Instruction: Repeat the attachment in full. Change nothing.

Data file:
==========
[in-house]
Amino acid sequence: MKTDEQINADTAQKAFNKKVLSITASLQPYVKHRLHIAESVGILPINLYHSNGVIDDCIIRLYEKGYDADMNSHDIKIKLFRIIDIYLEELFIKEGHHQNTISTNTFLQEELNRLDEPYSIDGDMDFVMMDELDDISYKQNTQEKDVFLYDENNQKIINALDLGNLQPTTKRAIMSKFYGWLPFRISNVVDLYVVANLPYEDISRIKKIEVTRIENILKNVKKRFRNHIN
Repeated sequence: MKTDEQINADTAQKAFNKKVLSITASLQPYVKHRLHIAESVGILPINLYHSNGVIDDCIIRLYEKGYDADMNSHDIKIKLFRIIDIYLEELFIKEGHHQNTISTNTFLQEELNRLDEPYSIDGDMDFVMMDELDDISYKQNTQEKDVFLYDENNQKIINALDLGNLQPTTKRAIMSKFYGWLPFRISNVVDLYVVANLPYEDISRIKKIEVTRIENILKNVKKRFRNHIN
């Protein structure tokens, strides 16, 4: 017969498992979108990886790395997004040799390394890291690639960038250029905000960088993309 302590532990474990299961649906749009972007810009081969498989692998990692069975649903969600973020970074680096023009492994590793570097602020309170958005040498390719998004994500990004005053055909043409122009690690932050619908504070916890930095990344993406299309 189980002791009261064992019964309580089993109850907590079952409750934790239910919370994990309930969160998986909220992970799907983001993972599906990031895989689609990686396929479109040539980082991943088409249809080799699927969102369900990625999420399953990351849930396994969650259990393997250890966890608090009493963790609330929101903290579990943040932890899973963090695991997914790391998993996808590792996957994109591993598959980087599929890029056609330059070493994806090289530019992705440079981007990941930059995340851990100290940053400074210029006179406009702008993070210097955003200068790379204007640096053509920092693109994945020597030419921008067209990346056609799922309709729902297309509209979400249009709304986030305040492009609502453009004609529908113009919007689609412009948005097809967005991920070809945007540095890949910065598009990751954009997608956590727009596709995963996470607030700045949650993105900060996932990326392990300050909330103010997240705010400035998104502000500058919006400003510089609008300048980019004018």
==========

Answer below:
[in-house]
Amino acid sequence: MKTDEQINADTAQKAFNKKVLSITASLQPYVKHRLHIAESVGILPINLYHSNGVIDDCIIRLYEKGYDADMNSHDIKIKLFRIIDIYLEELFIKEGHHQNTISTNTFLQEELNRLDEPYSIDGDMDFVMMDELDDISYKQNTQEKDVFLYDENNQKIINALDLGNLQPTTKRAIMSKFYGWLPFRISNVVDLYVVANLPYEDISRIKKIEVTRIENILKNVKKRFRNHIN
Repeated sequence: MKTDEQINADTAQKAFNKKVLSITASLQPYVKHRLHIAESVGILPINLYHSNGVIDDCIIRLYEKGYDADMNSHDIKIKLFRIIDIYLEELFIKEGHHQNTISTNTFLQEELNRLDEPYSIDGDMDFVMMDELDDISYKQNTQEKDVFLYDENNQKIINALDLGNLQPTTKRAIMSKFYGWLPFRISNVVDLYVVANLPYEDISRIKKIEVTRIENILKNVKKRFRNHIN
């Protein structure tokens, strides 16, 4: 017969498992979108990886790395997004040799390394890291690639960038250029905000960088993309 302590532990474990299961649906749009972007810009081969498989692998990692069975649903969600973020970074680096023009492994590793570097602020309170958005040498390719998004994500990004005053055909043409122009690690932050619908504070916890930095990344993406299309 189980002791009261064992019964309580089993109850907590079952409750934790239910919370994990309930969160998986909220992970799907983001993972599906990031895989689609990686396929479109040539980082991943088409249809080799699927969102369900990625999420399953990351849930396994969650259990393997250890966890608090009493963790609330929101903290579990943040932890899973963090695991997914790391998993996808590792996957994109591993598959980087599929890029056609330059070493994806090289530019992705440079981007990941930059995340851990100290940053400074210029006179406009702008993070210097955003200068790379204007640096053509920092693109994945020597030419921008067209990346056609799922309709729902297309509209979400249009709304986030305040492009609502453009004609529908113009919007689609412009948005097809967005991920070809945007540095890949910065598009990751954009997608956590727009596709995963996470607030700045949650993105900060996932990326392990300050909330103010997240705010400035998104502000500058919006400003510089609008300048980019004018």